As a nutrition student, I am constantly on the lookout for new nutrition information and studies. Like most people, I can usually tell when a website or magazine article is giving me bogus sources or complete BS facts. However, it's so easy to get caught up in the buzz of a new diet trend or superfood breakthrough that a lot of people can lose sight of where their information is coming from.

In school, I learned the difference between a dietitian and a nutritionist my freshman year, and it has since been drilled into my brain. A dietitian is the person you go to if you are seeking accurate and reliable food and nutrition advice.

A nutritionist can give you some insight, but there's usually not much proof or evidence backing them up. Seek advice from a nutritionist at your own risk, as they should not be involved in nutrition diagnoses or treatment. A nutritionist provides basic nutrition education, which is public information distributed by the government.

There is a clear difference between the two titles and it is important for everyone to know that difference when it comes to food and health advice.


Most people get confused or assume information is credible when they see some crazy abbreviation. A nutritionist can just call themselves a nutritionist, or they can use terms like Certified Nutrition Specialist (CNS) or Certified Nutritionist (CN) to make themselves seem a bit more fancy.

A dietitian is an abbreviated version of Registered Dietitian Nutritionist (RDN), but some just call themselves a Registered Dietitian (RD). In addition, an RDN can receive qualifications in a number of different areas, such as oncology nutrition, vegetarian nutrition, or sports nutrition, among others. 


Next, the education levels of the two titles are completely different. One who calls themself a nutritionist usually has a bachelor's degree in nutrition or a related field and only some have master's credit or a certification. While they may have studied the basics of food and nutrition, most only have a general understanding of food and its effects on the body.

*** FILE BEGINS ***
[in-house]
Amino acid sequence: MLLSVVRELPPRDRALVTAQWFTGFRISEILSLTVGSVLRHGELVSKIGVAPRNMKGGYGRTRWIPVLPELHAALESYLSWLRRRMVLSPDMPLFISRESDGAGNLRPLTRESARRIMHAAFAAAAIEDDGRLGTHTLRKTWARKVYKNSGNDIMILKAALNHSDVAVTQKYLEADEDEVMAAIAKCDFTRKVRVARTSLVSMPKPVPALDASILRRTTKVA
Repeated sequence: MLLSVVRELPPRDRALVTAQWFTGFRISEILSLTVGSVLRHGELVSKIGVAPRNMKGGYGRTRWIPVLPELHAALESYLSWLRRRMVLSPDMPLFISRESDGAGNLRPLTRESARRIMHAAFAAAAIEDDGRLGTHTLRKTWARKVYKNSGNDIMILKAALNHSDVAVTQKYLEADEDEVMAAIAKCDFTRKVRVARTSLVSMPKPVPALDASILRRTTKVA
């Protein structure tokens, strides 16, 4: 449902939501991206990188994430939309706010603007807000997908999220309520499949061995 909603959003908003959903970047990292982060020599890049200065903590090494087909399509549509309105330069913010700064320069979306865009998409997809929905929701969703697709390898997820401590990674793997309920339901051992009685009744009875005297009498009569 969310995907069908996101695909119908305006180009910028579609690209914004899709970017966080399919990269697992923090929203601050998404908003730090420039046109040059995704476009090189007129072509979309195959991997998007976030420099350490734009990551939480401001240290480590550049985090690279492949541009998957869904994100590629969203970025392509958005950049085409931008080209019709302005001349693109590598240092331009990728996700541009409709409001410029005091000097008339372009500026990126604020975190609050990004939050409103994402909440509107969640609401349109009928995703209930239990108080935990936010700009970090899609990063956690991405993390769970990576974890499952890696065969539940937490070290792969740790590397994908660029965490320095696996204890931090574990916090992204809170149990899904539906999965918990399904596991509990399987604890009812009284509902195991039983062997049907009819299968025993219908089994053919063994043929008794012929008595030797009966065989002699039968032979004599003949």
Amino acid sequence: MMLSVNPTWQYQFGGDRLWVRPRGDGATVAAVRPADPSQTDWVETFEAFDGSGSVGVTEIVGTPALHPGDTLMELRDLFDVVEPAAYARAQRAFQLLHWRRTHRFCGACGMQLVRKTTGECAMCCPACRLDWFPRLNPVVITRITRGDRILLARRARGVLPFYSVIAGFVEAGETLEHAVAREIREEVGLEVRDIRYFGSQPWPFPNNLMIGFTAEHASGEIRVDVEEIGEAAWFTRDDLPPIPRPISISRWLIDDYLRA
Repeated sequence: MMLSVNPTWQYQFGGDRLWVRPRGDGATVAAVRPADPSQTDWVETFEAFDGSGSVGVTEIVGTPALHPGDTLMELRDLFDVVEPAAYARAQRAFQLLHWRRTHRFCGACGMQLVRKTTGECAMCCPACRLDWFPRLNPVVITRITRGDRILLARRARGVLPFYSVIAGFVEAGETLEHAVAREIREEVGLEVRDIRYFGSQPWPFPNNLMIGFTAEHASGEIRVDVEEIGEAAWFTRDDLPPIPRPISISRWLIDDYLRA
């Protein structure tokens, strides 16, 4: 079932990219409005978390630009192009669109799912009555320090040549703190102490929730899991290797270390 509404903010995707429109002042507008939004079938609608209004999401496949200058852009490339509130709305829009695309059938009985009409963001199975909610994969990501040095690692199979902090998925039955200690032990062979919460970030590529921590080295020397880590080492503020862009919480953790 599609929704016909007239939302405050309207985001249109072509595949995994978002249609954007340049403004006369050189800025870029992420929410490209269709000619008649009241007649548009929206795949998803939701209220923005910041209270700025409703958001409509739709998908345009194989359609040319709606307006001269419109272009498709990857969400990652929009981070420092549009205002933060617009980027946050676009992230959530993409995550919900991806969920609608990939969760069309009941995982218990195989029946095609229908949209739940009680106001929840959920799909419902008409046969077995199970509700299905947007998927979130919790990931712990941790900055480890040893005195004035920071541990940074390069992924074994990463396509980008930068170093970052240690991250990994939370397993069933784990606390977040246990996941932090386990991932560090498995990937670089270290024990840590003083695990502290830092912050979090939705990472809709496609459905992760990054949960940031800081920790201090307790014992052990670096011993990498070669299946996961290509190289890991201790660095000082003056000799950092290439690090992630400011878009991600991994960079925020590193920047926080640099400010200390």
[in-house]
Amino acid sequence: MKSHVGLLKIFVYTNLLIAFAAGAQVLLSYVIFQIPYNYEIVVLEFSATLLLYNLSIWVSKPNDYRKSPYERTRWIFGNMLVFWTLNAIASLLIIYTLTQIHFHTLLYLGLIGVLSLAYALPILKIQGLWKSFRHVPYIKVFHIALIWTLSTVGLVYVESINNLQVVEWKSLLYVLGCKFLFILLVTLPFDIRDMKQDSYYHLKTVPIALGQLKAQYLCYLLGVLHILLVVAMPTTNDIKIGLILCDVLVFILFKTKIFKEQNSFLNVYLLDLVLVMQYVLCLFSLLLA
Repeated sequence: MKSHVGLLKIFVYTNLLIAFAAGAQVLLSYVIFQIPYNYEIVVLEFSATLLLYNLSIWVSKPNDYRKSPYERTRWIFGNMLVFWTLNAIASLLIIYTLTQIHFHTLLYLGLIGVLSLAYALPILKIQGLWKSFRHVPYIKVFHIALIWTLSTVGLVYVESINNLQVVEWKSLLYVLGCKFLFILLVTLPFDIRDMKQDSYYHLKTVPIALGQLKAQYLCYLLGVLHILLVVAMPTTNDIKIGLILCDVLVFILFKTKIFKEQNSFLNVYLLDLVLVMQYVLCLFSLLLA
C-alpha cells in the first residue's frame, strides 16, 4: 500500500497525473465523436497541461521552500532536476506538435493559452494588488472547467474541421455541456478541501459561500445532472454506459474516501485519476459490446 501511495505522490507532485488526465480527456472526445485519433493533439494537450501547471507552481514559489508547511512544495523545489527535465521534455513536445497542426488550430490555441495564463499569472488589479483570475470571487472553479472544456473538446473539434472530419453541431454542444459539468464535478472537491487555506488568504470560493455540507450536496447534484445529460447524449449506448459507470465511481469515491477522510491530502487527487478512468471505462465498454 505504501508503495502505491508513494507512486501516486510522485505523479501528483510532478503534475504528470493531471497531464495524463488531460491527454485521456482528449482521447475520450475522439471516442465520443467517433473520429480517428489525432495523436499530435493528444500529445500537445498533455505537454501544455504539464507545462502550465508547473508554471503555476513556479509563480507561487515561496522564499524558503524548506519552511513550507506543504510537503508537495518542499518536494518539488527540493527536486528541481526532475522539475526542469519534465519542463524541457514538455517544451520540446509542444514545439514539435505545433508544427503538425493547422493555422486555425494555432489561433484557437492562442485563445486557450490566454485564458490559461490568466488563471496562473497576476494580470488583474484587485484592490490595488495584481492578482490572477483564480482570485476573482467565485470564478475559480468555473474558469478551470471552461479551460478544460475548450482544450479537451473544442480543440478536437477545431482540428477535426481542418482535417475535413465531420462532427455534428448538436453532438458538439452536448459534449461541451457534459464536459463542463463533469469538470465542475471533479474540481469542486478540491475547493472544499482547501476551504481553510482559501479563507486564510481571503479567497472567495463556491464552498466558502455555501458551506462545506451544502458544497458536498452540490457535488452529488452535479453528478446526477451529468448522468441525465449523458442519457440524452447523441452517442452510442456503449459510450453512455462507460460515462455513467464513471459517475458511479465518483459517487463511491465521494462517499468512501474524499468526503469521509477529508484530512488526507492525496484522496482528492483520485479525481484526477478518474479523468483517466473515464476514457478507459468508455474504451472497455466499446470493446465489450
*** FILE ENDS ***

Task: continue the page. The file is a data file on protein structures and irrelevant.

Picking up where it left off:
Registered Dietitians have received an undergraduate degree and completed a year long internship that deals with everything from clinical nutrition to community issues. After the internship, they can take the exam that's required to become an RD. Once an RD earns their credentials, they must become a member of the Academy of Nutrition and Dietetics.

The Academy is a network of dietitians where studies are published and information is shared. They also have a monthly magazine jam packed with nutrition information. RD's also have to do a certain amount of continuing education each year, and soon they will all need to have a master's degree.

The License

The scary part is, anybody can market themselves as a nutritionist. A trainer or a brand ambassador offering nutrition advice is not only dangerous, but it's considered illegal in most states. People freely labeling themselves as a nutritionist have no license to do so, and should realize the consequences that could follow if someone gets hurt. 

Dietitians have a license, and also must follow all laws in the state in which they practice. They also have their own code of ethics about offering nutrition advice.

When it comes to food, a Registered Dietitian Nutritionist is truly the gold standard. They're considered food and nutrition experts, and can change lives with their expertise. There is so much misinformation on the internet and in magazines today, so it's important that people know how to spot it. While not all advice it bad, consider the difference between a dietitian and a nutritionist, and then decide what to believe.